Pleasant Hill Grain

HELPING YOU ACHIEVE YOUR CULINARY DREAMS

Shopping Basket

  • This item was added
  • items in your basket
  • (close)

Talk to a Product Expert!   (866) 467-6123 or chat

Pleasant Hill Grain Blog

Helping you achieve your culinary dreams.

Homemade Vanilla Ice Cream

There’s nothing quite like homemade ice cream on a hot summer day!

Posted: July 3, 2016
Recipe by: Anita Hansen
Hands down, this is our family favorite when it comes to summertime yummy-ness! Add fresh strawberries on the side and oh-me-oh-my is it good!
Active Time
20 minutes
Total Time
12 hours
Yields
4 quarts

Ingredients:

  • 3-1/4 c granulated Sugar
  • 2 Tbsp. Cornstarch
  • 1/2 tsp. Salt
  • 1-1/2 Tbsp. Vanilla
  • 7 c. Whole Milk
  • 5 Eggs, beaten
  • 2-3/4 c. Heavy Cream
  • 1-1/2 c. Half & Half

Directions:

Day 1

  1. 1. Freeze an empty Cuisinart ice cream maker canister in the deep freeze at least 24 hours prior to actually freezing your ice cream mixture.
  2. 2. To make the ice cream mixture, mix together the sugar, cornstarch, and salt in a large stainless steel saucepan. (The BRK Alpha 6.3 Qt with Steel/Glass lid is perfect for cooking and chilling this mixture.)
  3. 3. Over medium heat, slowly stir in the milk, stirring constantly.
  4. 4. Very slowly, add the beaten eggs and continue to stir.
  5. 5. Reduce heat to low and cook until mixture thickens slightly.
  6. 6. Slowly add vanilla, half & half, and heavy cream.
  7. 7. Refrigerate, covered, for 12-24 hours in a stainless steel or glass container.

Day 2

  1. 1. Remove mixture from the refrigerator. Give the mixture a gentle stir.
  2. 2. Remove pre-frozen empty Cuisinart canister from the deep freeze and immediately place it in the Cuisinart ice cream maker motor base.
  3. 3. Insert the dasher and place the lid on top.
  4. 4. Turn the ice cream maker on.
  5. 5. Quickly pour the ice cream mixture into the ice cream maker's pre-frozen canister through the funnel in the lid.
  6. 6. Set a timer for 35 minutes and let the ice cream maker do its job.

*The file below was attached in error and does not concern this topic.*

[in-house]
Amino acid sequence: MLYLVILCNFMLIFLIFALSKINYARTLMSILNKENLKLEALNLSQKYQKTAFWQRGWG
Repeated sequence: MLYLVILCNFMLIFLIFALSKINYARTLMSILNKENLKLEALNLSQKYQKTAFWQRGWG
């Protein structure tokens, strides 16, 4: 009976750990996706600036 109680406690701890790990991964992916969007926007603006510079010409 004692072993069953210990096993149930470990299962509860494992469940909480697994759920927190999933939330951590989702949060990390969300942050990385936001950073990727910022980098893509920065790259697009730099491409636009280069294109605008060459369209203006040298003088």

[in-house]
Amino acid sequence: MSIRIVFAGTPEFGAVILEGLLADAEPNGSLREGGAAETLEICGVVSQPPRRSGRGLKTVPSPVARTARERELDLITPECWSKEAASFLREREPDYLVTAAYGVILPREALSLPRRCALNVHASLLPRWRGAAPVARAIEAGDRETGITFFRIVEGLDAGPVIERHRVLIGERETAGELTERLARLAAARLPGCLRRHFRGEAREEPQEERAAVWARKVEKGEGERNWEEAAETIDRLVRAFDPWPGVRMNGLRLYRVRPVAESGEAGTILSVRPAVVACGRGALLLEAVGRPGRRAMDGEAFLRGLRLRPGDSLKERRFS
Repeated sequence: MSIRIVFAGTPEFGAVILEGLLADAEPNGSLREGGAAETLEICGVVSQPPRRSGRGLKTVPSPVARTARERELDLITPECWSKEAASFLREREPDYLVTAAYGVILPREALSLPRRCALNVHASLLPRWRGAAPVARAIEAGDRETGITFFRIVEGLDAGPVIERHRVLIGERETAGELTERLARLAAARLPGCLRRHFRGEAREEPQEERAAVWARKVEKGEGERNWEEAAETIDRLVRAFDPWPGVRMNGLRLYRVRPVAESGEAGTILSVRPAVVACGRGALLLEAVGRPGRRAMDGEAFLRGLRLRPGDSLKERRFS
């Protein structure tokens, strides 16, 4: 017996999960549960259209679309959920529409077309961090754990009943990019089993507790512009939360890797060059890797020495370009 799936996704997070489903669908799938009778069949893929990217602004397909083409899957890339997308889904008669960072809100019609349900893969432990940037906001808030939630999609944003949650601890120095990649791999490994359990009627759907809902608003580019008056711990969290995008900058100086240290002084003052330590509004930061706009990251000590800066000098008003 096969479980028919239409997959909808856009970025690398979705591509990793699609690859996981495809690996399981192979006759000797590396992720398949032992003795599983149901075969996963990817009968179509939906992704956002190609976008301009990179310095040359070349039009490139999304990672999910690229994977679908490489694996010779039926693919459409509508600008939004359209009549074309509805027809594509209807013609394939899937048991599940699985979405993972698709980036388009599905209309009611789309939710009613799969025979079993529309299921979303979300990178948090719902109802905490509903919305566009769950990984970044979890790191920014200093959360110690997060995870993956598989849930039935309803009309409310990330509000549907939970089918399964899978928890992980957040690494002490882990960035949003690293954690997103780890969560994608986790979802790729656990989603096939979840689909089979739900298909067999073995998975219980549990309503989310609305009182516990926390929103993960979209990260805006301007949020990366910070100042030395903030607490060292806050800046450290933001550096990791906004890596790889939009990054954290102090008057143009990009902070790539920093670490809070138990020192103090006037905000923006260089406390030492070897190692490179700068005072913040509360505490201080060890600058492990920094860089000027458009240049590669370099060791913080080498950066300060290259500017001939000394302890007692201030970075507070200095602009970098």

7. 7. When the timer goes off, turn off the ice cream maker and remove the lid and dasher.
  8. 8. Using a silicone spoonula scrape the ice cream off the dasher.
  9. 9. Serve in a pretty ice cream dish! Or, if you need to wait for serving time, use the silicone spoonula to scoop the ice cream out of the canister and into an airtight container. Store in your deep freeze until serving time.

Author's Notes:

Allowing the ice cream mixture to sit overnight in the fridge before freezing is the key to the rich deliciousness of this recipe. Be sure to follow this step! Cover the empty canister with a plastic bread bag or aluminum foil to keep the interior clean between uses. We store our empty canisters in the freezer full time during ice cream season! This recipe makes enough ice cream mixture for TWO 2 Qt. Cusinart Ice Cream canisters. I keep two canisters in our deep freeze so I can make the full recipe on one day. When we can't use that much ice cream all at once we wait a day or two and then freeze the remaining ice cream mixture for a new fresh batch. If you have only one canister you'll need to hand wash it and freeze it again for 24 hours before re-use. Be careful to use only silicone or plastic utensils inside the Cusinart canister as metal items can damage the interior.

Images:

Homemade Vanilla Ice Cream
Homemade Vanilla Ice Cream
Homemade Vanilla Ice Cream
Homemade Vanilla Ice Cream

PHG Products:

Pleasant Hill Grain products I used for this recipe...


Share this recipe:

Comments

Be the first to comment on this recipe.

Your email will not be published.

* Required Fields

View the Recipe Index

Pleasant Hill Grain

Why use amaranth?

What are the benefits of amaranth?

First is the amino acid lysine. Most cereal grains, like wheat, are relatively low in this essential amino acid. Alternatively, amaranth is relatively rich in lysine, containing approximately twice as much as wheat on an ounce-for-ounce basis.

Next are the minerals calcium, iron, and magnesium. When it comes to minerals, amaranth is much more like Swiss chard than wheat! It contains about four times more calcium and twice as much iron and magnesium as wheat.

A variety of non-GMO bulk grains and seeds may be found here.

 

Posted: June 13, 2018
Recipe by: Yelena Strokin
Source: Cooking Melangery